Te Puia spans 70 hectares within the historic Te Whakarewarewa Geothermal Valley, on the edge of Rotorua. It's home to the world famous Pohutu geyser, mud pools, hot springs and silica formations. You will also find the native Kiwi bird and the national schools of wood carving, weaving, stone and bone carving. Te Puia has shared these taonga (treasures) with manuhiri (visitors) for over 170 years and intends to proudly continue that tradition.
Steam Box Lunch
Geo Thermal Activity
You will encounter bubbling mud, pools of boiling water still used for cooking, and stunning geysers. The Pohutu geyser is the star of the show, Pohutu (‘poor-hoo-too’) is the largest active geyser in the southern hemisphere. She erupts once or twice every hour and sometimes reaches heights of 30 metres (100 feet). P?hutu means ‘constant splashing’ in Maori.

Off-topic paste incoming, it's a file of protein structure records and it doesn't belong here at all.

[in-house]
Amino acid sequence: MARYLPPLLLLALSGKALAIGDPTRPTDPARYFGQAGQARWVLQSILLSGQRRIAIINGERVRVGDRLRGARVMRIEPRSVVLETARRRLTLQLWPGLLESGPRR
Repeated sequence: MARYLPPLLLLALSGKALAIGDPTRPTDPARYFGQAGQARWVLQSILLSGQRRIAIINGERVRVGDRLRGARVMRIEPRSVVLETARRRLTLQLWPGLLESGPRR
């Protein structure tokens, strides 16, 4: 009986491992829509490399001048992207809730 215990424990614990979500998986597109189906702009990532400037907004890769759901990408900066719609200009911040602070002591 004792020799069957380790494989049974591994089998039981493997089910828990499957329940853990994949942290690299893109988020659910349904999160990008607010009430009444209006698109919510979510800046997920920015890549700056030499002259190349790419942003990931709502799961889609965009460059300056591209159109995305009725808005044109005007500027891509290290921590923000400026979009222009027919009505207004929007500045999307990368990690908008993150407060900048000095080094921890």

Maori Arts & Crafts
Te Puia houses the New Zealand Maori Arts and Crafts Institute, established in the 1920s to foster all aspects of M?ori culture. At Te Puia, national schools of carving, weaving and other traditional arts train talented students from around New Zealand under the guidance of master craftspersons.
Maori architecture tells a story and displays an artistry. The Rotowhio marae is a stunning example of traditional Maori architecture, while Heketanga-a-Rangi is an exciting contemporary structure. See the site of the ancient Te Puia pa (fortified village) and, at Pikirangi village, find out how the Maori lived hundreds of years ago.
The Kiwi Bird
The kiwi is a nocturnal flightless bird and New Zealand’s national icon. At Te Puia you can see live kiwi close up in a special darkened enclosure and learn how they protect these extraordinary endangered birds.
At TripsBeyond there are a number of ways you can contact us meaning that all you have to do is choose the option which is most convenient to you.
0800 270 0009
Speak to our Travel Experts on 0800 270 0009
We are open today between 9am and 5:30pm